> 4. Are you using DFS on your home drives?
> 5. Can you post your scripts?
> 6. Can users get to their home drives via UNC?
>
> Things to try:
> 1. Make sure your users have permissions.
> 2. Make sure you have hard coded the speed and duplex settings on any switch
> port connecting to a server, switch, or router. (Including trunk ports)
> 3. Hardcode speed and duplex on your servers
> 4. Start a log to look for patterns if it is intermittent.
> 5. Make sure you are not doing a net use * /delete or killing the Z: mapping
> in your script.
>
> --
> Ryan Hanisco
> MCSE, MCDBA
> Flagship Integration Services
>
> "KatZ" <KatZ@discussions.microsoft.com> wrote in message
> news:531ACB47-96F3-4BF6-AA7A-F561B68E3A15@microsoft.com...
> > After a user upgrades to XP SP2 and reboots all scripts run except for the
> > one set up in their user properties/profile in active directory users and
> > computers.
> > Their home folder profile is: H: \\servername\home\%username%
> >
> > We recently upgraded our switches to 10/100/1000. The problem has been
> worse
> > since then.
> >
> > I did find an article that suggests creating a Group Policy network
> timeout
> > policy.
> > I could not find where to create in any group policy settings.
> > Do I edit the registry on the DC?
> > the suggested edit is:
> > Creating a Group Policy network start timeout policy
> > The GpNetworkStartTimeoutPolicyValue policy timeout can be specified in
> the
> > registry in two locations:. HKEY_LOCAL_MACHINE\SOFTWARE\Microsoft\Windows
> > NT\Current Version\Winlogon
> > . HKEY_LOCAL_MACHINE\SOFTWARE\Policies\Microsoft\Windows\System
> > You can do this by adding a DWORD value of
> GpNetworkStartTimeoutPolicyValue
> > with a number of seconds between 30 and 600.
> >
> > If Windows finds the timeout value specified in both registry locations,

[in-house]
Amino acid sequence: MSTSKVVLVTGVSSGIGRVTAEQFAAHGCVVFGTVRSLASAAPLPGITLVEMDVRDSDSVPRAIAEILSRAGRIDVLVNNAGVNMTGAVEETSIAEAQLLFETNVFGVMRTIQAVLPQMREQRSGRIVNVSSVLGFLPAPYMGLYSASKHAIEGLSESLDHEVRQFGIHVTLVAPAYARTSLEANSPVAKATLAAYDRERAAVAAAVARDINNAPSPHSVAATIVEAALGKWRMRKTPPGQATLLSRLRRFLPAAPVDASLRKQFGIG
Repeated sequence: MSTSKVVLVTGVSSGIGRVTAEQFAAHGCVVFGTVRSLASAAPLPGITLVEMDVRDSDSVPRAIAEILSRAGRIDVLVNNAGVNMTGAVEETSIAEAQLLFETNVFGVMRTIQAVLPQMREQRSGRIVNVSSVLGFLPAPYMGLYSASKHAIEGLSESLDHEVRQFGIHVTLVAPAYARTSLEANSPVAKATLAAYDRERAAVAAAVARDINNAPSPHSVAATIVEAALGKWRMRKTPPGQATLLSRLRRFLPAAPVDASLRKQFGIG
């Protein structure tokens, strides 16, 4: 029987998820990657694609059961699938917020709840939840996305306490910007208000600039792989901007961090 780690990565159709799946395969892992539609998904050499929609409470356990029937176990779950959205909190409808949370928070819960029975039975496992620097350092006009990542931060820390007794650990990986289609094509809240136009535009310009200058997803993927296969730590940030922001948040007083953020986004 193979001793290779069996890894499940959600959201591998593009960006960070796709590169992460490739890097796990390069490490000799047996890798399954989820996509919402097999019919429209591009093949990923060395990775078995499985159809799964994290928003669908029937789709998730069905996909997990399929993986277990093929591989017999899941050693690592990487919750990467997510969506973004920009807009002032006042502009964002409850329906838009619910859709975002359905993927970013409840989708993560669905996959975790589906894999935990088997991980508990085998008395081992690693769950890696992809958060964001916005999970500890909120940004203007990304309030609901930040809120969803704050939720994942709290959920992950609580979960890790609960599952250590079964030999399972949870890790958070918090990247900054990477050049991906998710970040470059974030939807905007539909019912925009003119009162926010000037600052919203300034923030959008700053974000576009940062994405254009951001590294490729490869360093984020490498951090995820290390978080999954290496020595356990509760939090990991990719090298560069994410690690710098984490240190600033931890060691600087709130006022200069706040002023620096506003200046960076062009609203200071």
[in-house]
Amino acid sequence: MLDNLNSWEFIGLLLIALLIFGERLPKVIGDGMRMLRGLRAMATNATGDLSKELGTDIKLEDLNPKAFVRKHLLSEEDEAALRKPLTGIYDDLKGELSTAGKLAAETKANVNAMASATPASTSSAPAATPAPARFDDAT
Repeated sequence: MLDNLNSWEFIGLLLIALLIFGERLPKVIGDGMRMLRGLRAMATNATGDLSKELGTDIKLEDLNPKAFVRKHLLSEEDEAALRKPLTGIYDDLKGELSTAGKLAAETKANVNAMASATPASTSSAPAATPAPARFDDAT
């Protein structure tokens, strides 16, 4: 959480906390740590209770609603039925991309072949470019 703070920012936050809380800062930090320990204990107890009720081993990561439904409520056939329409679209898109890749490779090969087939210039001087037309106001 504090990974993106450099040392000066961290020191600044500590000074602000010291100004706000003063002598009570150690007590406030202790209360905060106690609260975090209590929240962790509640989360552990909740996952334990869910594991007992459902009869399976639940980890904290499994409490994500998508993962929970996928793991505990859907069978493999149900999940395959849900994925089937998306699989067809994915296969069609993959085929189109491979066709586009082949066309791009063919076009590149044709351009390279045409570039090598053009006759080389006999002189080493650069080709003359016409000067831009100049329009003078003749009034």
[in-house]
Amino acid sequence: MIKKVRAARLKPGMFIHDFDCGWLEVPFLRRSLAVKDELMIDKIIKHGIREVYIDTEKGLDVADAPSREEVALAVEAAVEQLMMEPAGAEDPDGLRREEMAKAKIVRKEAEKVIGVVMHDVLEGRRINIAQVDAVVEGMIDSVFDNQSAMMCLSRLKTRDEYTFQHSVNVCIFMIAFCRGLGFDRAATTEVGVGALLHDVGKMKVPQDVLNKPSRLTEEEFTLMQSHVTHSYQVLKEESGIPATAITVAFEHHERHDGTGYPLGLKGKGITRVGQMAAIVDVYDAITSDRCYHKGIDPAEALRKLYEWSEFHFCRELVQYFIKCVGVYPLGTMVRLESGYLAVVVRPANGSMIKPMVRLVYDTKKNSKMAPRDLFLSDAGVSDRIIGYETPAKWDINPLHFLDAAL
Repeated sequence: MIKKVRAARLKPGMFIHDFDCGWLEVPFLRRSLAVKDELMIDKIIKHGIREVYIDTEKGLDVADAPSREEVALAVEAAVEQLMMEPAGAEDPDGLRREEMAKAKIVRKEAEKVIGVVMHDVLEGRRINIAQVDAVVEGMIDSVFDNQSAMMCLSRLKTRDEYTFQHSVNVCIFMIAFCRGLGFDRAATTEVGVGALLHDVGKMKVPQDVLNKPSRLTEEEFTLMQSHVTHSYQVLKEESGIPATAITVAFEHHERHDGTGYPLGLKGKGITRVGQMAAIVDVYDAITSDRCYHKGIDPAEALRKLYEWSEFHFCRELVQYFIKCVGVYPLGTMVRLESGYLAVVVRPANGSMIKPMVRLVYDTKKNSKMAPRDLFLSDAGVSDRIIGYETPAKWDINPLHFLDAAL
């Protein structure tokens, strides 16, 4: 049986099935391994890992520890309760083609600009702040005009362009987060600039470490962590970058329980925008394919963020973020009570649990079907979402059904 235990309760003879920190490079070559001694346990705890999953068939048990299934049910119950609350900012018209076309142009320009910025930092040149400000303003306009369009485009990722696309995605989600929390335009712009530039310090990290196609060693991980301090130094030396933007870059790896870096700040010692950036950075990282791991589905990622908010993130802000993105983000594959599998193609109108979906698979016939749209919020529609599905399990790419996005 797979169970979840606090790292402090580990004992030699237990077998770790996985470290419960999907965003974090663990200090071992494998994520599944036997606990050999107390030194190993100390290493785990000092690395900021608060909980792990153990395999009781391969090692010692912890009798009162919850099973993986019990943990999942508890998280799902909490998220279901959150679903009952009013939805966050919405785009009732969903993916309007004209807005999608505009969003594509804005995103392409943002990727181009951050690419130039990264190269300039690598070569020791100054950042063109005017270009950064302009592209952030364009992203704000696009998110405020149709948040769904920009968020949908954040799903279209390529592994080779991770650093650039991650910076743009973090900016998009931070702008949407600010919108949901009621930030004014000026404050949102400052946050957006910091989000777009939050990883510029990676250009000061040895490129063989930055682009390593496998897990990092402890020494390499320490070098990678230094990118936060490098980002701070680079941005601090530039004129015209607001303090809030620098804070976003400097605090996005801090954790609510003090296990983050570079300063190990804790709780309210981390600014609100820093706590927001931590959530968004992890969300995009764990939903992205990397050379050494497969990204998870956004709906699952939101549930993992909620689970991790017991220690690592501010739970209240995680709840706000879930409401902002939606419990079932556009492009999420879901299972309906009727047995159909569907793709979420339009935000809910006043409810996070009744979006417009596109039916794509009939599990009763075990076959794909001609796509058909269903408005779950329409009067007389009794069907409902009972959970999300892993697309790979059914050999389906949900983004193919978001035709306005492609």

> the
> > value that is stored at
> > HKEY_LOCAL_MACHINE\SOFTWARE\Policies\Microsoft\Windows\System will take
> > precedence. Additionally, the value that is stored at that location may
> have
> > been pushed there from your Group Policy server after an initial
> connection
> > was established.
> >
> > The value at HKEY_LOCAL_MACHINE\SOFTWARE\Microsoft\Windows NT\Current
> > Version\Winlogon is useful to specify the timeout for the first
> connection,
> > whereas the value that is downloaded from the Group Policy server at
> > HKEY_LOCAL_MACHINE\SOFTWARE\Policies\Microsoft\Windows\System is used for
> all
> > subsequent connections , if it is supplied.
> >
> > The value specified should be of sufficient duration to make sure that the
> > connection is made. During the timeout period, Windows examines the
> > connection status every two seconds and continues with system startup as
> soon
> > as the connection is confirmed. Therefore, setting the value larger than
> the
> > minimum value of 30 is recommended. However, be advised that if the system
> is
> > legitimately disconnected, Windows will stall for the whole timeout
> period.
> >
> > thanks
> >
>
>
>
Related resources
Anonymous
December 29, 2004 3:34:17 PM

Archived from groups: microsoft.public.win2000.active_directory (More info?)

So, in a distinct subset of your workstations there is an intermittent
problem where home drive do not map.

This looks like a naming or network issue.
What model of switch did you put in and what's its firmware level.?
Are you using proxy arp?
While you are having problems, does DNS resolve?
Do you have the appropriate IPHelper lines traversing your subnets?
Do you have PIM on?

--
Ryan Hanisco
MCSE, MCDBA
Flagship Integration Services

"KatZ" <KatZ@discussions.microsoft.com> wrote in message
news:EA5C3D17-032E-454F-BF1E-A3F1142A96C9@microsoft.com...
> Things to report back on:
> 1. Does the home drive ever map? Yes, successfully everytime for two
years
> until the Monday following our Gigabyte switch upgrade, in addition all
users
> that are experiencing this problem also recently auto updated via sus to